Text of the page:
7. Precaution in children with Prader-Willi Syndrome: In obese children with Prader-Willi Syndrome or those with breathing problems, growth hormones should be avoided.
  8. Increase in Brain Pressure: Growth hormone may increase pressure in the brain in some patients, which can result in headaches and disturbed vision. In this case, immediately stop the treatment, and patients should be reassessed. There are more chances of developing this condition in children with Prader-Willi syndrome and Turner syndrome.
  9. Different sites of injection: The injection site should be changed every day to eliminate chances of skin problems such as soreness or lumpiness.

Side Effects of Genotropin

Common side effects of hgh include nausea, vomiting, headache, muscle pain, the feeling of tiredness, pain in arms and legs, sore throat, stuffy nose, sneezing, or weakness.

Common side effects include nausea, vomiting, headache, muscle pain, the feeling of tiredness, pain in arms and legs, sore throat, stuffy nose, sneezing, or weakness.

Serious side effects include severe headache, problems in vision, seizures, or breathing problems.

A doctor should be consulted immediately if fatigue is persistent, presence of a limp while walking, constant slow or fast heartbeat, swelling of hands, ankles, or feet, problems with hearing, or unusual weight gain.

The Takeaway

Genotropin is prescribed by physicians to treat growth-related problems in children. Consideration and care should be the priority while using growth hormone for treatment. Only those growth hormones should be used that are prescribed by a practicing physician. Besides, any adverse reaction of the body towards the growth hormone should be noted carefully and conveyed to your doctor.

References:

  1. WebMD. HGH (Human Growth Hormone): Uses and Side Effects [Internet]. WebMD. [cited 2021 Mar 5]. Available from: https://www.webmd.com/fitness-exercise/human-growth-hormone-hgh
  2. Clasey JL, Weltman A, Patrie J, Weltman JY, Pezzoli S, Bouchard C, et al. Abdominal visceral fat and fasting insulin are important predictors of 24-hour GH release independent of age, gender, and other physiological factors. J Clin Endocrinol Metab. 2001 Aug;86(8):3845–52.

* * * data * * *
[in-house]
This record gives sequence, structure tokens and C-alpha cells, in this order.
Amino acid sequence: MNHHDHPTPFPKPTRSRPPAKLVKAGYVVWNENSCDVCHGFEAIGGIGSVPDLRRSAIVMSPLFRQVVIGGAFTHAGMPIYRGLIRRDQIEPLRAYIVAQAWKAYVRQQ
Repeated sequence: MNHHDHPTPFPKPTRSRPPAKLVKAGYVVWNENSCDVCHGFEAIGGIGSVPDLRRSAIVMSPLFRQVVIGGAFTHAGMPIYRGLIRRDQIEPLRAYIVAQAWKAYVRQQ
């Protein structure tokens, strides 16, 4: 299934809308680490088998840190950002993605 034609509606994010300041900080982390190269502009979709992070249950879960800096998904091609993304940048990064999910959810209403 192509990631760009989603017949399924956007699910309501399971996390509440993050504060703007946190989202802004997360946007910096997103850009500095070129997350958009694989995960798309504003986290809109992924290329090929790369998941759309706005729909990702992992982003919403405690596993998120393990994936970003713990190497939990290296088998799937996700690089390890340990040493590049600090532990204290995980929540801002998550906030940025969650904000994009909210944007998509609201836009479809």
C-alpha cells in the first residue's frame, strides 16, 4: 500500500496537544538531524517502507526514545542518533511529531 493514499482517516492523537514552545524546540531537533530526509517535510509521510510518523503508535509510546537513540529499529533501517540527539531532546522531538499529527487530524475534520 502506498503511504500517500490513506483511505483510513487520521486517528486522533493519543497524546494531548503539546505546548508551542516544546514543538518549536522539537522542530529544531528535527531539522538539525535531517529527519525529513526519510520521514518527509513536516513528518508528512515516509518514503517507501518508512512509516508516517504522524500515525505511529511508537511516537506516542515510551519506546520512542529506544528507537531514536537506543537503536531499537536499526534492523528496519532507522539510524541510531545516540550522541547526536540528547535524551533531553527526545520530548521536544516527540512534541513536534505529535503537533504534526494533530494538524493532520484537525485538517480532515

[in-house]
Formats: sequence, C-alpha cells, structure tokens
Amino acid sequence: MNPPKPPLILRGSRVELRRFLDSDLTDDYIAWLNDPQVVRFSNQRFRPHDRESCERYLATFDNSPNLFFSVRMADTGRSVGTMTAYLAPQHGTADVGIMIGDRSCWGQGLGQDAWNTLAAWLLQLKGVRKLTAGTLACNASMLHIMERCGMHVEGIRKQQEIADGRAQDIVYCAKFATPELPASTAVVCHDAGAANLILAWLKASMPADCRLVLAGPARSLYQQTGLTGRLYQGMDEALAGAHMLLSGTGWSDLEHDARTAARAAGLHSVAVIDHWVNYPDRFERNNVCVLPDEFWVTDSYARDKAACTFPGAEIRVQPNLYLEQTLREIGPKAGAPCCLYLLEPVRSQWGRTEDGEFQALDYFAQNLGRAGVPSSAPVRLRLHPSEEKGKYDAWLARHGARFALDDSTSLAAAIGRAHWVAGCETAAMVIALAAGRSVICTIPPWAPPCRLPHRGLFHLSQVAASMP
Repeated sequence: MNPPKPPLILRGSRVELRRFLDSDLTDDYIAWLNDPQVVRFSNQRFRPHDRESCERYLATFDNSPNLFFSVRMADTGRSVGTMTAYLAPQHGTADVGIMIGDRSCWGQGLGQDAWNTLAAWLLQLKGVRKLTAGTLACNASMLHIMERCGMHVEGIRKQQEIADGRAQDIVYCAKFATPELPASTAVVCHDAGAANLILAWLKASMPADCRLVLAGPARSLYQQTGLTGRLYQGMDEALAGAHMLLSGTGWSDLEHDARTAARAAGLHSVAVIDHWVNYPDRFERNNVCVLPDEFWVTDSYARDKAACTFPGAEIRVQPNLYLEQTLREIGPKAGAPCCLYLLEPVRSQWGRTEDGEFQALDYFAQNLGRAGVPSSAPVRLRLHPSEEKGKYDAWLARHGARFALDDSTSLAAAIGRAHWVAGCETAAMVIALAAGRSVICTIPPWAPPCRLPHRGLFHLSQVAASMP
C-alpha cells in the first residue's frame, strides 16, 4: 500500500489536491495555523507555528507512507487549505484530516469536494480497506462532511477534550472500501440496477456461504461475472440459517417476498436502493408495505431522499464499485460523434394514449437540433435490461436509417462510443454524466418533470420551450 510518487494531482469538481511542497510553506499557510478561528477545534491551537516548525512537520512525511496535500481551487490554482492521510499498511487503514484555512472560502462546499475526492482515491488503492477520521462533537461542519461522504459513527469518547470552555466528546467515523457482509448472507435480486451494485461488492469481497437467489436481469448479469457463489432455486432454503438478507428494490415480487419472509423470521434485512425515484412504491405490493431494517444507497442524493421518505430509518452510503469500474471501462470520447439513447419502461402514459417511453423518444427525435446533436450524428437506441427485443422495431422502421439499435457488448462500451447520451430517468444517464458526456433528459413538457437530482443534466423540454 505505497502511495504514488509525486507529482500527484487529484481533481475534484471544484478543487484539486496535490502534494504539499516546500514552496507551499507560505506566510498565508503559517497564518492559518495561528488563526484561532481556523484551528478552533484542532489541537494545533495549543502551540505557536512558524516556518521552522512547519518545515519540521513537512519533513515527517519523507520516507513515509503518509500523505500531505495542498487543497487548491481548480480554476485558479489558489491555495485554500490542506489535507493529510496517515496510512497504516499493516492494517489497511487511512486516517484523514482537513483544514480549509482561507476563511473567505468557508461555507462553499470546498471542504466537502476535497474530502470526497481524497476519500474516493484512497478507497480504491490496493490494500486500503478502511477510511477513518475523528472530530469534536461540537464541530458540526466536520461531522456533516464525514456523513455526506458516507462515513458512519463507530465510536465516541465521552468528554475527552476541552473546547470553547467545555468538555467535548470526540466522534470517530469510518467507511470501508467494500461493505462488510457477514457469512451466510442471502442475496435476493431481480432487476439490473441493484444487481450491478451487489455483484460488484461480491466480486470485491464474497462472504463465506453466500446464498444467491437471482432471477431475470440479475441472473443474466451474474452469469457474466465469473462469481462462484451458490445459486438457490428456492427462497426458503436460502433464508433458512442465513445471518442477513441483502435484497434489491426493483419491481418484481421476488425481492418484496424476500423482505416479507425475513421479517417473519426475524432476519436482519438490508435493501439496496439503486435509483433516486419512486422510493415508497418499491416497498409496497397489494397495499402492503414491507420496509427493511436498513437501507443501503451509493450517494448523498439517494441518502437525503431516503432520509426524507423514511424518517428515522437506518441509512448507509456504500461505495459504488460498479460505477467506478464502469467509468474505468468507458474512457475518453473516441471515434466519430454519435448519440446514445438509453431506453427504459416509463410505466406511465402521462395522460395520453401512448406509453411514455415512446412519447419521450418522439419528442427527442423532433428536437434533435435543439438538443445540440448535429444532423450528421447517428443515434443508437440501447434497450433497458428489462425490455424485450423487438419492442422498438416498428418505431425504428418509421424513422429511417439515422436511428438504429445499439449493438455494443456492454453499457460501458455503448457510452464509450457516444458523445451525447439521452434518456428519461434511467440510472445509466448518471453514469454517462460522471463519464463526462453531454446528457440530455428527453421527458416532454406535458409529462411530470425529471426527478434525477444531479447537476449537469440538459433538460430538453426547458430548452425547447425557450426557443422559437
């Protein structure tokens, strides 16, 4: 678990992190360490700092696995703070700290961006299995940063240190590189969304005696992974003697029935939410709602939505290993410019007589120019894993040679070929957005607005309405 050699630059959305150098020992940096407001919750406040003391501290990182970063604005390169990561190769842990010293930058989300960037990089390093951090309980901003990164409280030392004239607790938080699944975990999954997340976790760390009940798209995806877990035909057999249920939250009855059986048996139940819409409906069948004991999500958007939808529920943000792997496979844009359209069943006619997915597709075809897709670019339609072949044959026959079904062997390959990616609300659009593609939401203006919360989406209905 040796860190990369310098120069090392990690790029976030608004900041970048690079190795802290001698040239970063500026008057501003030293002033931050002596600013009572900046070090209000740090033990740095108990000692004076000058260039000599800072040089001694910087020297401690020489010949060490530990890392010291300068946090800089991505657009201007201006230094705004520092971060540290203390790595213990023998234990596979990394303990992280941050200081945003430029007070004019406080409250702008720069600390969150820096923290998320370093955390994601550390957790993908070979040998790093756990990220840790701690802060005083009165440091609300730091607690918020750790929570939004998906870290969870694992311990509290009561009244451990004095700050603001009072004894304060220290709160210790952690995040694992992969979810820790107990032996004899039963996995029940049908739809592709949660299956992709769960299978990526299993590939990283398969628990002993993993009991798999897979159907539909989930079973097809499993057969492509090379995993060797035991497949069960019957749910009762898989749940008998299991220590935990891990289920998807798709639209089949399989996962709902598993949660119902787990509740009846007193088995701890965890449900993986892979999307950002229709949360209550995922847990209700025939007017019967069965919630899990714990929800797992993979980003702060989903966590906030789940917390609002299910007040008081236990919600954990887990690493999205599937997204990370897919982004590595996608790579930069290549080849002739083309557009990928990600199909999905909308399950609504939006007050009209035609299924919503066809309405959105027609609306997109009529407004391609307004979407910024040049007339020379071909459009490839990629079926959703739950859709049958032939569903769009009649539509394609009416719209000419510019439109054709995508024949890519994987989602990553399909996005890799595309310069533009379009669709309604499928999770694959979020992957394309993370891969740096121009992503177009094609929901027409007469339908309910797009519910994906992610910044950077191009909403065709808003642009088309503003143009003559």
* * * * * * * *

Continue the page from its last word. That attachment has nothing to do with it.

3. Nass R, Huber RM, Klauss V, Müller OA, Schopohl J, Strasburger CJ. Effect of growth hormone (hGH) replacement therapy on physical work capacity and cardiac and pulmonary function in patients with hGH deficiency acquired in adulthood. J Clin Endocrinol Metab. 1995 Feb;80(2):552–7.
  4. Isaksson OG, Jansson JO, Gause IA. Growth hormone stimulates longitudinal bone growth directly. Science. 1982 Jun 11;216(4551):1237–9.
  5. Wilmore DW. Catabolic illness. Strategies for enhancing recovery. N Engl J Med. 1991 Sep 5;325(10):695–702.
  6. Rudman D, Feller AG, Nagraj HS, Gergans GA, Lalitha PY, Goldberg AF, et al. Effects of human growth hormone in men over 60 years old. N Engl J Med. 1990 Jul 5;323(1):1–6.
  7. Carroll PV, Christ ER, Bengtsson BA, Carlsson L, Christiansen JS, Clemmons D, et al. Growth hormone deficiency in adulthood and the effects of growth hormone replacement: a review. Growth Hormone Research Society Scientific Committee. J Clin Endocrinol Metab. 1998 Feb;83(2):382–95.
  8. Stanley T. Diagnosis of Growth Hormone Deficiency in Childhood. Curr Opin Endocrinol Diabetes Obes. 2012 Feb;19(1):47–52.
  9. Pfizer Pharmaceuticals. GENOTROPIN- somatropin – Prescribing Information [Internet]. 2019 [cited 2021 Mar 5]. Available from: http://labeling.pfizer.com/ShowLabeling.aspx?id=577#section-10
  10. Khan S, Ullah MW, Siddique R, Nabi G, Manan S, Yousaf M, et al. Role of Recombinant DNA Technology to Improve Life. Int J Genomics [Internet]. 2016 [cited 2021 Mar 5];2016. Available from: https://www.ncbi.nlm.nih.gov/pmc/articles/PMC5178364/
  11. Cronkleton E. HGH: Side Effects in Men and Women [Internet]. Healthline. 2018 [cited 2021 Mar 5]. Available from: https://www.healthline.com/health/hgh-side-effects